25.02.2013 | Brussels, Belgium
The 16th EU-Ukraine Summit took place in Brussels on 25 February. The Summit was hosted by the President of the European Council, Herman Van Rompuy, and the President of the European Commission, José Manuel Barroso. Ukraine was represented by President Viktor Yanukovych.
Speaking after the summit, Herman Van Rompuy said: “The issues we discussed witness the depth of our relationship and the great potential there is to deepen it even further. There is currently a historic opportunity to make a leap in EU-Ukraine relations by signing the Association Agreement/Deep and Comprehensive Free Trade Area by the time of the Vilnius Summit in November. […] It demonstrates our commitment towards Ukraine and the Ukrainian people […] We had a constructive working summit. We discussed the steps ahead in order to have the appropriate political circumstances to proceed with the signing of the Association Agreement. We focused on the three main areas where the European Union has set out specific criteria, namely selective justice, elections and Association Agenda reforms. I have underlined the European Union's call for determined action and tangible progress in these areas at the latest by May this year. I thank President Yanukovich for presenting the actions Ukraine has taken so far to follow up on these criteria. Some steps have been taken, but we still need to see more and concrete progress. […] Let me repeat that the European Union hopes to sign and ratify the Association Agreement with Ukraine, acknowledging its European aspiration and its European choice. Such a choice and especially the relationship it entails implies a commitment to shared values.”
José Manuel Barroso said: “The Association Agreement we have negotiated with Ukraine is the most advanced agreement of this type ever negotiated by the European Union and will bring concrete benefits to both EU and Ukraine's citizens. […] The Deep and Comprehensive Free Trade Area foreseen by the [Association] Agreement will give Ukraine greater access to the world's biggest internal market and bring significant benefits in terms of increased trade, investment and real economic modernisation. […] I am glad that Ukraine, through President Yanukovich, has expressed its unequivocal commitment to seizing this opportunity to pursue genuine reforms and to uphold democratic values. […] I now look forward to concrete action being taken in the three key areas set out in our joint communiqué: changes in the electoral code; overall political and economic reforms and decisively addressing the issue of selective justice. These are real and feasible benchmarks, which have to be tackled in the very short-term."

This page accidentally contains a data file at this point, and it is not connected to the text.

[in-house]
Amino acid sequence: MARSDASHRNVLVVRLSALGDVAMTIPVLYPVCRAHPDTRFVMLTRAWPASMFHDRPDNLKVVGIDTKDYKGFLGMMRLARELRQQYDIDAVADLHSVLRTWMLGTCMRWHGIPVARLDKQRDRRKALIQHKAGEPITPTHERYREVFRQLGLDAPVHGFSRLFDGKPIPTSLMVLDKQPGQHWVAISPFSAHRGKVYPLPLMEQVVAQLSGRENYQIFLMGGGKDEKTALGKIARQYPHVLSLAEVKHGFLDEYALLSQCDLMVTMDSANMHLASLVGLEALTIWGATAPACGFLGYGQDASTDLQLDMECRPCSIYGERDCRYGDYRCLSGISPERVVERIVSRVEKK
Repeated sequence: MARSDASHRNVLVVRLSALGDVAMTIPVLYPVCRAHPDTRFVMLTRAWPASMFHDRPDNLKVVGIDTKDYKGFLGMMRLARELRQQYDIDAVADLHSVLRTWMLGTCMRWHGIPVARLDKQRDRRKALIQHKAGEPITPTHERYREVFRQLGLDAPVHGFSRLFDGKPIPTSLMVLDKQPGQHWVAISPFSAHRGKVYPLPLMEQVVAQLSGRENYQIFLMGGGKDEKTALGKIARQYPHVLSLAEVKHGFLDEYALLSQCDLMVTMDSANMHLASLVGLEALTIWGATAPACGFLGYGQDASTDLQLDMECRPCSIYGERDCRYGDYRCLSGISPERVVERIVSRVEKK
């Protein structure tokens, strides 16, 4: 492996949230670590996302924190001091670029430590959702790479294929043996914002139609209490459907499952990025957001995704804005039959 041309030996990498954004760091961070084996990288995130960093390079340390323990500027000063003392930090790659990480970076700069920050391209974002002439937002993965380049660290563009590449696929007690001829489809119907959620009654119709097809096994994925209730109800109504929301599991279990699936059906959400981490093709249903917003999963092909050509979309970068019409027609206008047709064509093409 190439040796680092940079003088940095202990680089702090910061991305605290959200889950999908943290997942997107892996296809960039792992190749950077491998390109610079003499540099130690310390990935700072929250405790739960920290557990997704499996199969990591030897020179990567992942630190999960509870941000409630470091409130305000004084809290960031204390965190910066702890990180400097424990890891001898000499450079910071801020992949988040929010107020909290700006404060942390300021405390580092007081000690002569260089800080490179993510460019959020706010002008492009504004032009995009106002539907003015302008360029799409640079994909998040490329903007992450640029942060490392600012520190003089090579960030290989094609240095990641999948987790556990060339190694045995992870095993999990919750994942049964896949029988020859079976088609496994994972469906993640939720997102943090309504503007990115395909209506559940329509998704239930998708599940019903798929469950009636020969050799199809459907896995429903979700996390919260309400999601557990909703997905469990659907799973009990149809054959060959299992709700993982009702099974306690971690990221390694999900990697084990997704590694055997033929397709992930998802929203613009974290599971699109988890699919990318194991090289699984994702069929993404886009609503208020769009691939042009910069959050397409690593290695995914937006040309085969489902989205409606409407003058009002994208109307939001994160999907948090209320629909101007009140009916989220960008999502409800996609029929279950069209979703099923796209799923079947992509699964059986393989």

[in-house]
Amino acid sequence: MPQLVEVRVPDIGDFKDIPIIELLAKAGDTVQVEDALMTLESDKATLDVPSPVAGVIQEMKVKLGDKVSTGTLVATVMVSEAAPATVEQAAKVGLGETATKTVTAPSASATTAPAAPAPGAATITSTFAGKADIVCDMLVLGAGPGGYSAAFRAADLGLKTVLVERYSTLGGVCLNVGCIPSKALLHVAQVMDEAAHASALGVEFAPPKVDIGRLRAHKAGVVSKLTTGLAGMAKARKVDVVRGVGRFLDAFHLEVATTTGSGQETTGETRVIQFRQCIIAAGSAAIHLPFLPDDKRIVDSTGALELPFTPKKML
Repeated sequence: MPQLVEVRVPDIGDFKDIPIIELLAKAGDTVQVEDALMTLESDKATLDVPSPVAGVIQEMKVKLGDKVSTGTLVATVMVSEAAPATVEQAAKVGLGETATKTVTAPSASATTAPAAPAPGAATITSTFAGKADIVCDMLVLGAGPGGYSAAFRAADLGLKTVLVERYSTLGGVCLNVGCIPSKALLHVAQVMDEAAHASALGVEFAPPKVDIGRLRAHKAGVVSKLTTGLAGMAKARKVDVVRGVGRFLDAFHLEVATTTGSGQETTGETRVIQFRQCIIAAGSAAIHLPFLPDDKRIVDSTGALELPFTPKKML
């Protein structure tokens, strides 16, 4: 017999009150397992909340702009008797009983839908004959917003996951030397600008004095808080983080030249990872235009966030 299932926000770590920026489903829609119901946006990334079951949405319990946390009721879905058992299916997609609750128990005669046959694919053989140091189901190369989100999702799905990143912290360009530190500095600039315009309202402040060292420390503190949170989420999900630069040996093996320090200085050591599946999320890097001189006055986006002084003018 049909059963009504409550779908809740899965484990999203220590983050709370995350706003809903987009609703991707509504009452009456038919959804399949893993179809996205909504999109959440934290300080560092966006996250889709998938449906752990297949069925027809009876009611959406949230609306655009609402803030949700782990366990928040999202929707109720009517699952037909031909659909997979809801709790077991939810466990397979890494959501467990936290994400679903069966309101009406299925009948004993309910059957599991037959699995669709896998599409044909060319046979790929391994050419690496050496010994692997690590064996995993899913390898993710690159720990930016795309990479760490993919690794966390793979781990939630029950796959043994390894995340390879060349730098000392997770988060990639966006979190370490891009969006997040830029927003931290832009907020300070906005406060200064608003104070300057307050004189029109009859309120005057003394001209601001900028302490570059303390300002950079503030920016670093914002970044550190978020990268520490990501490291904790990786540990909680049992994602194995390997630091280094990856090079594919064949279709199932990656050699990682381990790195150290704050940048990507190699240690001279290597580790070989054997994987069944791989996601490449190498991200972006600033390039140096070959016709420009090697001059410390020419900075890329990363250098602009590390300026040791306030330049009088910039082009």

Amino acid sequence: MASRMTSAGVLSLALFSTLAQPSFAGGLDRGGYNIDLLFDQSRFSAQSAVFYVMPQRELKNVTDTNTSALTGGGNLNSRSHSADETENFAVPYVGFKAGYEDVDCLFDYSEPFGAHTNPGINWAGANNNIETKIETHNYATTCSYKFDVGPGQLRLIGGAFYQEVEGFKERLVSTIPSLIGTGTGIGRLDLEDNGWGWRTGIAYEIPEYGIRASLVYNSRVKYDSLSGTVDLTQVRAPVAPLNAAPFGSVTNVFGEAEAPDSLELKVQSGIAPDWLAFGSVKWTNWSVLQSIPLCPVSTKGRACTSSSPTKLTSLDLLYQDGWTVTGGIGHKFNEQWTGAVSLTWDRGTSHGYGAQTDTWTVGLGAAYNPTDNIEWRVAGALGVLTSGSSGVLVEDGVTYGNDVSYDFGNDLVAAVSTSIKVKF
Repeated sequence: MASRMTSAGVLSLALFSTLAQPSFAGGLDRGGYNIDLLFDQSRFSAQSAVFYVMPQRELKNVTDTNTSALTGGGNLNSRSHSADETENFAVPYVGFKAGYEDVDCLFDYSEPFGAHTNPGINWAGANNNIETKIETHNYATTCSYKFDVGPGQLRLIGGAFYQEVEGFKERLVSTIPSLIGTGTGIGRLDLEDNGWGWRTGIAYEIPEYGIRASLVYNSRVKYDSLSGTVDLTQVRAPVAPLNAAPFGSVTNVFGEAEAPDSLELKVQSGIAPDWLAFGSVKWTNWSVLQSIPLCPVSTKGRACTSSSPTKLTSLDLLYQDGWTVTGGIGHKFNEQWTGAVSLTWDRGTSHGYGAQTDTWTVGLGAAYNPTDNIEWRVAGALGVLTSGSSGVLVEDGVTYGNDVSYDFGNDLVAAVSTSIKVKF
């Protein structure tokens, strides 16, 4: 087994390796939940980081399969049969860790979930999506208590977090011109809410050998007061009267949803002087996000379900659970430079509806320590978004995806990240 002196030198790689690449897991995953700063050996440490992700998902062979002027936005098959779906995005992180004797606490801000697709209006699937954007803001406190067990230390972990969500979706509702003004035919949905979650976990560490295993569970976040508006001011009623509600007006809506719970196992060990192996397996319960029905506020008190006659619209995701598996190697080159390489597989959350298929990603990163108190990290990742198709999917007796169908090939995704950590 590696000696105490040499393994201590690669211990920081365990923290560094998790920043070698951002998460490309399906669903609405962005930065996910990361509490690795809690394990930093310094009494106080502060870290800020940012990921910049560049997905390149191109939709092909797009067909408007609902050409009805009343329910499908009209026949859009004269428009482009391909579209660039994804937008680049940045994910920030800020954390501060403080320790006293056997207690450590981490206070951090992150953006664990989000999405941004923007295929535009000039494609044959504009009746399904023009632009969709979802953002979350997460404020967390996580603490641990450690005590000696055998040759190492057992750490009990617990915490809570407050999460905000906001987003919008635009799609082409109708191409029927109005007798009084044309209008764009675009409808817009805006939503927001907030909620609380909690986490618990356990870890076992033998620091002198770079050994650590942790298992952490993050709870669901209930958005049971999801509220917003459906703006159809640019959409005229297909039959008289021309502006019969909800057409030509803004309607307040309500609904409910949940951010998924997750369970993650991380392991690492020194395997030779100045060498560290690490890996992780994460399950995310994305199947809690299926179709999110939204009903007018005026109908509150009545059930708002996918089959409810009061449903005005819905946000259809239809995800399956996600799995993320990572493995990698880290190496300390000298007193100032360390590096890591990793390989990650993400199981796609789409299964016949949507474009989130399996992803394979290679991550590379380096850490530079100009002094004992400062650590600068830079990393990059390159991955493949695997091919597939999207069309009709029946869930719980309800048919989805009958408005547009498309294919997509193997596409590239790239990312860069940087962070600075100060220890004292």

On the Agenda
The Summit took place at a defining moment in EU-Ukraine relations. On 10 December 2012 the Foreign Affairs Council adopted conclusions on a sequenced policy of engagement with Ukraine.
In order for this policy to bear fruit and to enable the possible signing of the Association Agreement by the time of the November Eastern Partnership Summit, Ukraine needs to undertake determined action and show tangible progress by May at the latest in three key areas: 1) follow-up to electoral shortcomings of 28 October 2012 parliamentary elections; 2) addressing the issue of selective justice and preventing its recurrence; and 3) progressing on the agenda reforms set out in the jointly agreed Association Agenda.
On the common objective of Ukraine’s economic integration with the EU, the leaders’ discussed macro-economic stability, public finance management, the improvement of the business and investment climate and trade.
In the field of energy, leaders reviewed the state of play of EU’s financial and technical assistance and cooperation, in particular the modernisation of the Ukrainian Gas Transmission System, energy sector reform and the implementation of Energy Community commitments.
On the issue of mobility, leaders discussed progress in the implementation of the Action Plan on Visa Liberalisation and the state of play on the conclusion of an amended Visa Facilitation Agreement.
Over lunch, leaders exchanged views on topical international and regional issues, including the Ukraine’s priorities for its OSCE Chairmanship in office in 2013, the frozen conflict in Transnistria, relations with Russia and Belarus, participation in CSDP missions as well as the preparations for the Eastern Partnership summit in Vilnius.
EU-Ukraine relations are based on the Partnership and Co-operation Agreement (PCA) which entered into force in 1998. The partnership aims to promote political dialogue, trade and investment as well as economic, social and cultural cooperation.
On 30 March 2012, an ambitious Association Agreement (AA), including provisions establishing a Deep and Comprehensive Free Trade Area (DCFTA), was initialled. The AA is intended to provide a new legal framework for EU-Ukraine relations. It is a concrete way to sustain positive dynamics in our relations, focusing on support to core reforms, on economic and political governance and cooperation across a range of sectors. The AA with Ukraine will also be the first of a new generation of Association Agreements with Eastern Partnership countries. The AA could be signed in the Eastern Partnership Summit in Vilnius in November 2013, if determined action is taken and tangible progress made by Ukraine in the three areas of electoral code, general agenda reforms and selective justice.
Some key issues of EU-Ukraine relations are EU assistance, Trade relations, Energy, Nuclear Safety, Mobility, Multilateral cooperation at Eastern Partnership, Security and Defence, and Science and Technology.
Source and further information: European Union/ External Action